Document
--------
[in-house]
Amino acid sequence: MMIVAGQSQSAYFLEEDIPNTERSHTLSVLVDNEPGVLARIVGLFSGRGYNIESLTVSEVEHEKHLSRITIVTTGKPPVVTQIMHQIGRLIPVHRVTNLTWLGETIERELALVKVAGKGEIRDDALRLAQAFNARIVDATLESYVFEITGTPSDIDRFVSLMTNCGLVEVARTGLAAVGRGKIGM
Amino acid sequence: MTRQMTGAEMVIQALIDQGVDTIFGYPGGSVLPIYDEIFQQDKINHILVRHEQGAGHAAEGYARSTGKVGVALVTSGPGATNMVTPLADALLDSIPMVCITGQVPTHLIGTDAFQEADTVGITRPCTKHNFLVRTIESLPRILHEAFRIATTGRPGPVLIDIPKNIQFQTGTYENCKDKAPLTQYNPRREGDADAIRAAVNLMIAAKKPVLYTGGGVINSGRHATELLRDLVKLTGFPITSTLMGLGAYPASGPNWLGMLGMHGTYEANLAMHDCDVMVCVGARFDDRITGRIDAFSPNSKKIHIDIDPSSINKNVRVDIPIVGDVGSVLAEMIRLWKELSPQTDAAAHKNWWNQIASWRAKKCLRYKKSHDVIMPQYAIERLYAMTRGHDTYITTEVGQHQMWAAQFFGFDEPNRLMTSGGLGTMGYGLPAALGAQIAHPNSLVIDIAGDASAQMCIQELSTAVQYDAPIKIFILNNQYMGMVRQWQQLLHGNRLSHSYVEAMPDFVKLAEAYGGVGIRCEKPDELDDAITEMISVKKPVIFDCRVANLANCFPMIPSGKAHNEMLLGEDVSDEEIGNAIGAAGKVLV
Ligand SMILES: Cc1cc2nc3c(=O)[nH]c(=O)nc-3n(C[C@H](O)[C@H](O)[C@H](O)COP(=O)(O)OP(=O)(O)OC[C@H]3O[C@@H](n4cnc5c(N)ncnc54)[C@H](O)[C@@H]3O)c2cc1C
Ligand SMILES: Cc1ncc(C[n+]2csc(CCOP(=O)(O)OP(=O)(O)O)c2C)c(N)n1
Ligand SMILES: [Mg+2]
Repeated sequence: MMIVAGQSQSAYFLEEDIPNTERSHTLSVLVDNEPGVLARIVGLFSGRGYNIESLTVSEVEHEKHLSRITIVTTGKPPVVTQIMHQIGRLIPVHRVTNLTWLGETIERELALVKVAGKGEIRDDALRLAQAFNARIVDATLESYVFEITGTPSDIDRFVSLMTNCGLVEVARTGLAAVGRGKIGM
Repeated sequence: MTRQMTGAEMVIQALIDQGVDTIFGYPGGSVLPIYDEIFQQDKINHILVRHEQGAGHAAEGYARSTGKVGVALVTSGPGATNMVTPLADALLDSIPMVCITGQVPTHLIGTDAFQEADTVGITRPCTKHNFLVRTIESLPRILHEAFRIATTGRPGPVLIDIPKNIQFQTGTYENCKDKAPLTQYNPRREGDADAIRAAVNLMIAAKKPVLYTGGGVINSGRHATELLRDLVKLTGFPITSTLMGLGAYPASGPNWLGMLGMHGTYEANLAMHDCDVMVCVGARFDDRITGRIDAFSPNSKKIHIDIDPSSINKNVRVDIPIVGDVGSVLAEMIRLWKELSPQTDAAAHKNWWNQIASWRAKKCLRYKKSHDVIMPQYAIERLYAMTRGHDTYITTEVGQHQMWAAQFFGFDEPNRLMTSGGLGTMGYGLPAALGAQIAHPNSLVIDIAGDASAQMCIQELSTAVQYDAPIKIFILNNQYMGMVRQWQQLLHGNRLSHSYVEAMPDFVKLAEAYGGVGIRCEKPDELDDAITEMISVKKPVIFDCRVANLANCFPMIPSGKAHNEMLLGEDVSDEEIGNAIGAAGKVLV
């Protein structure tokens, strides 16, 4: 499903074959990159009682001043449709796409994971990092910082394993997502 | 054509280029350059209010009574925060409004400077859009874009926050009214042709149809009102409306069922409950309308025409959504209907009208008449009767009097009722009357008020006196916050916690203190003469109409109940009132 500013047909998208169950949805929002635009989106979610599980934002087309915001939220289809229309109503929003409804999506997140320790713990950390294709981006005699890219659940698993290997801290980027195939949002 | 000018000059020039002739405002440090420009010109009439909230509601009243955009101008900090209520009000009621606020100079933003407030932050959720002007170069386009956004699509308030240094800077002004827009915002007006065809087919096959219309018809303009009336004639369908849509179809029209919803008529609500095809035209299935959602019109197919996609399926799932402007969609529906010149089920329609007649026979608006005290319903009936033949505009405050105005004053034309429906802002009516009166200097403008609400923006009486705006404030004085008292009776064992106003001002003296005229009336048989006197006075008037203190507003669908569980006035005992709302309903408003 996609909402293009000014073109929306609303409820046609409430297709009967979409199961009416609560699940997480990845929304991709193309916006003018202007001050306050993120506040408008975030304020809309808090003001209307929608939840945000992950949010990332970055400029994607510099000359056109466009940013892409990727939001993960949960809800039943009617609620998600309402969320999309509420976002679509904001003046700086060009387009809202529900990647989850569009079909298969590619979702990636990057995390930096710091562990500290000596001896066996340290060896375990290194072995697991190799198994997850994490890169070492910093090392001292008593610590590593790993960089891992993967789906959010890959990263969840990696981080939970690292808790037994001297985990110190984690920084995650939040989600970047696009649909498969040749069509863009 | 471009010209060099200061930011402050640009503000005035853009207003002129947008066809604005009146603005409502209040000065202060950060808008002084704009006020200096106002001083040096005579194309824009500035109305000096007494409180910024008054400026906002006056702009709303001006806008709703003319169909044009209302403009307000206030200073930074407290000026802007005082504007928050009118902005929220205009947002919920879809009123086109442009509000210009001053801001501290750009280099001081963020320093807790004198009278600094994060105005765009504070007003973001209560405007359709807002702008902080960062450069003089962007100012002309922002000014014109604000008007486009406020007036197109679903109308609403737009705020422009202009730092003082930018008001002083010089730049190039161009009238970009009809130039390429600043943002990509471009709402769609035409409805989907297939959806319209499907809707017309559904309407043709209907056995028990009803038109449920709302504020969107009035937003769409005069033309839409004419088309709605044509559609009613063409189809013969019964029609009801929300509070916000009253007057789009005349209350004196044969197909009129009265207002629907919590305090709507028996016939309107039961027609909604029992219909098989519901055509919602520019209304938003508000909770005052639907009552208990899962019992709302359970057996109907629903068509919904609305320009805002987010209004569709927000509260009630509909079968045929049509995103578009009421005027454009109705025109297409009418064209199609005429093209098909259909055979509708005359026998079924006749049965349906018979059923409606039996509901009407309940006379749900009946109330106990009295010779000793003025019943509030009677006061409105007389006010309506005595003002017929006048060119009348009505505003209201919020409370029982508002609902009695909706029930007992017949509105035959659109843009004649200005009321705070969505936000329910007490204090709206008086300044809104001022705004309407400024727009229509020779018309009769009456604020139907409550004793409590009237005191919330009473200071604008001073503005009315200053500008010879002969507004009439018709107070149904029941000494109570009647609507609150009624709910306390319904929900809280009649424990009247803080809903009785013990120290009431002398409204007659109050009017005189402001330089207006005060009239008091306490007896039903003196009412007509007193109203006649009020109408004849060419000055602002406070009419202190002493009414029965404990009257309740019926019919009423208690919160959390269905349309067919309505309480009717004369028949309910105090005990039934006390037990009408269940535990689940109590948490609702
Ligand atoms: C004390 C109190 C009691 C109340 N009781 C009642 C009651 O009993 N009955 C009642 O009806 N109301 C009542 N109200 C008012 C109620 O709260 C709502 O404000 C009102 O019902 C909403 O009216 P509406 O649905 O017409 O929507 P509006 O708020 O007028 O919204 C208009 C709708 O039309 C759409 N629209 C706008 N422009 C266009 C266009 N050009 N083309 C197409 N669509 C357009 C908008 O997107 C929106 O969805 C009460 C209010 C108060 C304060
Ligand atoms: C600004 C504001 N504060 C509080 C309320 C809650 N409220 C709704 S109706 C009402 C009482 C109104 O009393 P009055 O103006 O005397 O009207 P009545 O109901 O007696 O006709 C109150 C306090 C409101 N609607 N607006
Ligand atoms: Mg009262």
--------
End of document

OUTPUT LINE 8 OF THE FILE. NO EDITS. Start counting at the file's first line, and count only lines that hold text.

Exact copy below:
Repeated sequence: MTRQMTGAEMVIQALIDQGVDTIFGYPGGSVLPIYDEIFQQDKINHILVRHEQGAGHAAEGYARSTGKVGVALVTSGPGATNMVTPLADALLDSIPMVCITGQVPTHLIGTDAFQEADTVGITRPCTKHNFLVRTIESLPRILHEAFRIATTGRPGPVLIDIPKNIQFQTGTYENCKDKAPLTQYNPRREGDADAIRAAVNLMIAAKKPVLYTGGGVINSGRHATELLRDLVKLTGFPITSTLMGLGAYPASGPNWLGMLGMHGTYEANLAMHDCDVMVCVGARFDDRITGRIDAFSPNSKKIHIDIDPSSINKNVRVDIPIVGDVGSVLAEMIRLWKELSPQTDAAAHKNWWNQIASWRAKKCLRYKKSHDVIMPQYAIERLYAMTRGHDTYITTEVGQHQMWAAQFFGFDEPNRLMTSGGLGTMGYGLPAALGAQIAHPNSLVIDIAGDASAQMCIQELSTAVQYDAPIKIFILNNQYMGMVRQWQQLLHGNRLSHSYVEAMPDFVKLAEAYGGVGIRCEKPDELDDAITEMISVKKPVIFDCRVANLANCFPMIPSGKAHNEMLLGEDVSDEEIGNAIGAAGKVLV